This is what I imagined college would be like. When I checked out different schools’ Apply sites, looking at their idyllic autumnal campuses, I imagined transposing myself into their classrooms. I heard the discussions that would take place, I felt the tweed of the professor’s jacket, I smelled the old books in the corner, I saw the perfectly-crafted Powerpoint with key terms. I could taste my college experience.
My favorite class right now, Theorizing Popular Culture, is everything I ever imagined college would be like. It took that little dreaming pre-frosh, eager to read and to learn, and patted her on the head and took her by the hand and lead her to Gilman 186.
Theorizing Popular Culture is a 300-level Film class, so it satisfies one of seven upper level Film courses I need for my major. But it also satisfies every kind of academic craving I’ve ever had. It’s so Humanities-y, drawing from Film, Sociology, History, and other areas, commenting on and documenting the changing role of culture. It’s opened my eyes to theories and thoughts I never new existed, forced me to realize the motivations and themes in my everyday life. I’ve learned about such highbrow, pure academia schools of thought… and I’ve viewed a Taylor Swift music video in an academic, critical setting.
Theorizing Popular Culture is the perfect merge of education with interest. My professor uses real-world, concrete, familiar examples to illustrate schools of different thought in Cultural Theory. I didn’t know that scholars on television existed, but they do—and it’s endlessly fascinating.
This course has been such a whirlwind look into the media that permeates our everyday lives. It takes this media, things that we hold near and dear and consume passionately, and approaches it through the lenses of different thoughts and theorists. I’ve completely changed the way I view the media that I consume. For a moment, it was the kind of thing that prompts an existential crisis and made me feel so cynical about the society we live in, but now it’s just fascinating to dissect a certain text and find the different meanings in it.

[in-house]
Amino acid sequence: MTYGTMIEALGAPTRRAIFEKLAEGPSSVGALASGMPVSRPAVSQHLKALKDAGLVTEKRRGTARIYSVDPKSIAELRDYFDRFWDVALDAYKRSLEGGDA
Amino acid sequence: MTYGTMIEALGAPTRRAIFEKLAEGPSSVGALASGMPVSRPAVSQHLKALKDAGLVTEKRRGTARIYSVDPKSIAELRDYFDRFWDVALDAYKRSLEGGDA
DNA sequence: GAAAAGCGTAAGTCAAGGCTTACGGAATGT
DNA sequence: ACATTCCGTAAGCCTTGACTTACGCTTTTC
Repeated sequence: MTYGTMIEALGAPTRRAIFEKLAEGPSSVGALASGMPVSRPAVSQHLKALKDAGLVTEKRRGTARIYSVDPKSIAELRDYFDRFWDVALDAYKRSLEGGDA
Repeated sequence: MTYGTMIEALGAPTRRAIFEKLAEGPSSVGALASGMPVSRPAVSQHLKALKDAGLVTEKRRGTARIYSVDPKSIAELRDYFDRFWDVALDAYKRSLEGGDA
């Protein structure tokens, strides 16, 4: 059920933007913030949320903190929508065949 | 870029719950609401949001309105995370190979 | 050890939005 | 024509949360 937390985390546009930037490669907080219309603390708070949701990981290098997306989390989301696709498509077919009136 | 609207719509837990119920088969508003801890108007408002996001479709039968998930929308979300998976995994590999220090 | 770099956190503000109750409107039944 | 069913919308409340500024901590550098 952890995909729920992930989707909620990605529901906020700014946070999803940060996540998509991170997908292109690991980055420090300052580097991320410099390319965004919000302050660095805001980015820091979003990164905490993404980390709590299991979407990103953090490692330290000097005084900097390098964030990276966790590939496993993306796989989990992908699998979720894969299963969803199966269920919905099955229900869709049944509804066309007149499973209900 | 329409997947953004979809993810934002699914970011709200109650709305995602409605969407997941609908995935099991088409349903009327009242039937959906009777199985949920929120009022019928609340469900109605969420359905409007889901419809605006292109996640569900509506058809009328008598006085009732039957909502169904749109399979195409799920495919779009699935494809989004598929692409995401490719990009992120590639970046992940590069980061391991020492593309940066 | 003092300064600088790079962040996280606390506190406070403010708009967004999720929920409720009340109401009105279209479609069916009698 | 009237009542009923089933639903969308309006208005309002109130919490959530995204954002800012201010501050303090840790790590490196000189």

The class is challenging, no doubt; some of our readings are long and exhausting and at times, impossible to understand. The class does force you to take a certain new perspective when consuming media and viewing culture. Sometimes it’s hard to hammer down how I really feel, since I am myself part of the popular culture.
But—the class is fun. It’s the happiest I’ve ever been within a classroom. We discuss everything from popular music to television to subcultures to taste culture. We spend whole classes watching music videos and analyzing them. We argue what taste is. We talk about our own personal experiences with subcultures. The class encourages anecdotes and participation and discussion, and there’s always a wealth of things to talk about.
That’s the beauty of this course. It takes media and popular culture, things that really do dictate our everyday lives, things that we should and do feel passionately about, and encourages us to view it in an academic and critical light.
I mean… what other department allows you to have a scholarly discussion on hispters and the taste theory behind them? What other department allows you to watch music video after music video and find the hegemonic subtexts within them? Also, it’s taught by my favorite professor, Meredith Ward, who is an incredible lecturer and has a knack for making hard-to-digest readings fun and understandable.
Spoiler: RaeLynn here seems to be subscribing to some very hegemonic conceptions of femininity, masculinity, and sexuality.
For this class, so far, I’ve written two papers. The first topic was music, and I selected to analyze Run DMC’s album Raising Hell through the perspective of Matthew Arnold, a theorist who believes culture should be the best that has been thought and said, and should lead humanity towards sweetness and light. It was challenging to take such an archaic, conservative viewpoint and justify the 1980s hip-hop group’s work, but I worked through their lyrics, messages, and motives, and reigned successful! My second paper was supposed to focus on hegemony (the force through which dominant powers stay in power) in the media. I chose Victoria’s Secret as my subject, and analyzed how they perpetuate traditional, dominant, patriarchal notions of beauty and femininity. I haven’t gotten my grade back yet, but it’s my favorite paper I’ve ever written. I sifted through about fifteen sources and crafted my argument and couldn’t stop writing!
I also completed a presentation on one of our readings, which centered on postmodernism and its applications to fashion. It was such a fun presentation to give! I wasn’t nervous; I genuinely
enjoyed my time spent at the front of the classroom talking about my topic. I was able to use concrete examples of real designs and trace back their references and derivatives. It was definitely unlike any academic presentation I’ve given before—which seems to be a theme of this class.
Theorizing Popular Culture is such an unusual class in that many other subjects don’t afford you the opportunity to discuss Orange is the New Black or viral videos or cronuts in a scholarly way. But this is the kind of class where I’m excited to enter the room every Tuesday because I know that I’m going to be enlightened and entertained… and to me, that’s what a good education is.